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Using GoToWebinar

I’ve gotten to really like GoToWebinar, by Citrix. They provide a clean software package and interface for running webinars at a pretty reasonable price. For pricing information, check out this page.

I can’t foresee doing a webinar for more than 100 participants for Kessler Freedman in the near future as we are specifically providing our webinars for clients only, as a benefit to our customers. So we use the standard $99 per month service option. Clients can either call in on a long-distance number or listen in through their computer; we don’t buy the toll-free minutes offered (it’s a bit pricey) and attendees must use the GoToWebinar user interface to submit questions during a webinar. You can test it now for a month for free, which is really nice if you want to research it for future use but aren’t ready to actually conduct webinars yet. The free version signup is here:

If you’ve never used GoToWebinar as a presenter or organizer, but are thinking about providing webinars, it’s well worth the look. A webinar organizer (and there can be multiple organizers) has lots of capabilities during the webinar – to change presenters, to allow someone else to control the mouse and keyboard, to mute or unmute presenters and/or attendees if desired, and more. Presentations can be slideshows, PDFs, web sites, videos, etc. What you can see on your monitor you can share with others. You can practice as much as you want during the period of time you’ve subscribed to GoToWebinar – there’s no real usage limit on anything other than the number of attendees for a given webinar, and the toll-free phone call-in minutes if you buy them. You can upgrade to the next level of attendees if you’re fortunate to schedule a webinar that is wildly popular. GoToWebinar allows you to manage the contacts with the attendees (including reminders) and to monitor the attendance and the attention to a live webinar. You can record the webinar for later download and use, although you need to remember to save it in a general WMV version or go through more labor in converting with their codec.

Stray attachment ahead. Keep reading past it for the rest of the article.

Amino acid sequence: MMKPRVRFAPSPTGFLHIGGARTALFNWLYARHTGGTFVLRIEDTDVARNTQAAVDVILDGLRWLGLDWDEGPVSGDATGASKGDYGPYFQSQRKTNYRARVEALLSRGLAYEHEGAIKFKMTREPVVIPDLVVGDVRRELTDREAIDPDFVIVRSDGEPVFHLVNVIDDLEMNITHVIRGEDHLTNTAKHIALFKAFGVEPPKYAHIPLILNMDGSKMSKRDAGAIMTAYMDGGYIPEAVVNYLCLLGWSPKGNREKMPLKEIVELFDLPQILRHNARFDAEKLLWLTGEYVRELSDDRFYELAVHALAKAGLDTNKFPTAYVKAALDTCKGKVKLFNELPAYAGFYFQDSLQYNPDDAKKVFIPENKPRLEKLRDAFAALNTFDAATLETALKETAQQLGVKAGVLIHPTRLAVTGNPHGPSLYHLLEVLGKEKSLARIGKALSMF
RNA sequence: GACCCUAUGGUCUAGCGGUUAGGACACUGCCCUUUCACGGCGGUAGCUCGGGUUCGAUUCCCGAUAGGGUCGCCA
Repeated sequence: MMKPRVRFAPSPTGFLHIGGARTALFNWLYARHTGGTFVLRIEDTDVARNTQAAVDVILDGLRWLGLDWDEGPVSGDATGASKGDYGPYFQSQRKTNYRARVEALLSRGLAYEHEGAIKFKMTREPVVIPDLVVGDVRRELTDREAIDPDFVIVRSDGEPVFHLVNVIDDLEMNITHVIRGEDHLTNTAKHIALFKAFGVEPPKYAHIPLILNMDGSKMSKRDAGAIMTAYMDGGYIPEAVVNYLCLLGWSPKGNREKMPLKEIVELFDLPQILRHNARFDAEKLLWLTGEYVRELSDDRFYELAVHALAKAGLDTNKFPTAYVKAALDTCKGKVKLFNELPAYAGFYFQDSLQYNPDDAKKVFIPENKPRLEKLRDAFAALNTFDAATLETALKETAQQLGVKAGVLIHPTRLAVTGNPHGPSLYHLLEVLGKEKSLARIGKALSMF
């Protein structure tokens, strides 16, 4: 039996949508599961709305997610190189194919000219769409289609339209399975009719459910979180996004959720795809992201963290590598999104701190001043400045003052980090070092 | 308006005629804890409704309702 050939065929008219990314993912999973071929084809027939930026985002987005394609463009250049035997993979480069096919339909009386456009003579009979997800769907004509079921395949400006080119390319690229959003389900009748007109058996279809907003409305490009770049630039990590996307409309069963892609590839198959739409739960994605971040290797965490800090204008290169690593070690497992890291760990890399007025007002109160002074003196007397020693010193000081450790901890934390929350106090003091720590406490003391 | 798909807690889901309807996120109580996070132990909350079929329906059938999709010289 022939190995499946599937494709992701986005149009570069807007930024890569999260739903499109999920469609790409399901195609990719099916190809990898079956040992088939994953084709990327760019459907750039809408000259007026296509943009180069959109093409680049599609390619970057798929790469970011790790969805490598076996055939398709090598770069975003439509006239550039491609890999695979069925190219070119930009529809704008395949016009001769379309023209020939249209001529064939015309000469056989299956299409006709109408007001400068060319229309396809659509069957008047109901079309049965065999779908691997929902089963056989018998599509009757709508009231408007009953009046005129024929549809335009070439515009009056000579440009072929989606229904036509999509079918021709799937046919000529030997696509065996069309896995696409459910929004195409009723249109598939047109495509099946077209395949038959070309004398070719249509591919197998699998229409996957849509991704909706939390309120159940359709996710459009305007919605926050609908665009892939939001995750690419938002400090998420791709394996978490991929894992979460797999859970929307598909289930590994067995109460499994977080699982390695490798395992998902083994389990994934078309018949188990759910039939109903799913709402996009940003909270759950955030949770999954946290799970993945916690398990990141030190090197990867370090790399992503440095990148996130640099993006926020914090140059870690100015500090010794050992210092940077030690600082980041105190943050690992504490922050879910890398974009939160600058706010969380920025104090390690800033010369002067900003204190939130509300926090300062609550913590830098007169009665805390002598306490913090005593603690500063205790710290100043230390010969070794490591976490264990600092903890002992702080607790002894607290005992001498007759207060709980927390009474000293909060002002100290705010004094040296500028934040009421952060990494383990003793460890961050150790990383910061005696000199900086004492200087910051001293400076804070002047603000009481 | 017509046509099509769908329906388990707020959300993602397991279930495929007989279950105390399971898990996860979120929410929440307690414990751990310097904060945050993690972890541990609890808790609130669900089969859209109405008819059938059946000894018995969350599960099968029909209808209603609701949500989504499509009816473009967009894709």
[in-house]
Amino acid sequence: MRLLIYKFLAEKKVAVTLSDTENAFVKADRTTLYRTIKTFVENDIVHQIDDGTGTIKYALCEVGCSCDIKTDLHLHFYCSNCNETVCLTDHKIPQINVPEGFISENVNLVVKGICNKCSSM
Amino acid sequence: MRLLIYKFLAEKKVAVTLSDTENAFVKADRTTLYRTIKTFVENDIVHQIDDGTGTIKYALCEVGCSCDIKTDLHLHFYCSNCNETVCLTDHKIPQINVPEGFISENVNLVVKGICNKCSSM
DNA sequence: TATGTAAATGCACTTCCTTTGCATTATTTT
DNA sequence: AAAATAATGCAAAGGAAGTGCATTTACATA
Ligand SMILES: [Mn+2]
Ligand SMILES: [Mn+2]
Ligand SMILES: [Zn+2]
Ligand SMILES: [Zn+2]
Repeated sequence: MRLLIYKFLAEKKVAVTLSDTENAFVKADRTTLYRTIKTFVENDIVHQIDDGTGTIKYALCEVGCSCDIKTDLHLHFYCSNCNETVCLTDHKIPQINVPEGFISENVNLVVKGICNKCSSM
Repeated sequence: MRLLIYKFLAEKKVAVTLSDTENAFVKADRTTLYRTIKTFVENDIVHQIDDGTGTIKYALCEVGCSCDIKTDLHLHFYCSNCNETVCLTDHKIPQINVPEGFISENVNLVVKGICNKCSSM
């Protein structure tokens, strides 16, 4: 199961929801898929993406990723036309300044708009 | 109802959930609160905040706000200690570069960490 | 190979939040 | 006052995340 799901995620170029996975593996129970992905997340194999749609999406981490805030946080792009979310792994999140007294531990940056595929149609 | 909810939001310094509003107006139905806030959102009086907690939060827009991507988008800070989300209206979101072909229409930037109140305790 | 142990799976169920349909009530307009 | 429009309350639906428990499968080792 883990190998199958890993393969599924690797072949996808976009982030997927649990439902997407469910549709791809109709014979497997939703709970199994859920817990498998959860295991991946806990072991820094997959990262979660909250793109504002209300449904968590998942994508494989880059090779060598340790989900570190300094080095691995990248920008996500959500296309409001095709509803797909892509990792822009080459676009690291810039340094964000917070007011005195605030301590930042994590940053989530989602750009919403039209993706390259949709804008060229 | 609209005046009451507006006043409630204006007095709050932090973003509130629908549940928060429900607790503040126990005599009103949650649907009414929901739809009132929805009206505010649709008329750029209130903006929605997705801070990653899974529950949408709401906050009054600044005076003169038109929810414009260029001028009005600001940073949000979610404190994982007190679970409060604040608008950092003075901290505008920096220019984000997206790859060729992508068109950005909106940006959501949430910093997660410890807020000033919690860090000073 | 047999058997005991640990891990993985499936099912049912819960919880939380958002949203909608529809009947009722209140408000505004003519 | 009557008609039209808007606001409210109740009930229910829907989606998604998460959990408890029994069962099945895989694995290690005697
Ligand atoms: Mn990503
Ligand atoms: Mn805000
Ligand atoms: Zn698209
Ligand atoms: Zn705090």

There are opportunities for glitches, which is why you practice, and as I stated in my previous post, you try to avoid doing something for the first time during a real webinar. I’d recommend that you emphasize to those who have signed up for your webinar that they visit the GoToWebinar page specifically set up for your webinar well in advance of the event and download the software that’s necessary unless they’re old hands at GoToWebinar. I also recommend that you provide the GoToWebinar support phone number in your contacts with your attendees prior to the webinar. You can’t control attendees’ hardware and software setup and issues, and it’s unlikely you have to experience to help unique situations – but GoToWebinar does and will resolve it. So let them.

If you have multiple presenters for a webinar, set up a test time that all can attend and go through the mechanics of the webinar. Make sure they understand their GoToWebinar menu items, make sure they understand that their files need to be ready and how to switch views from file to file and computer to computer. Go over the questions box, how and when they want to handle questions. Set a time to meet up on the GoToWebinar software 5-10 minutes BEFORE the webinar officially starts so that everyone’s set and there are no surprises. Presenters and organizers can talk before making the session live over GoToWebinar, any attendees awaiting the webinar will not hear it nor will they see any screen until the webinar is officially made live by the organizer.

It just takes experience to figure out the opportunities and occasional limitations to GoToWebinar.  Common sense and a commitment to practice will get you a comfort level fairly quickly.

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Kessler Freedman, Inc.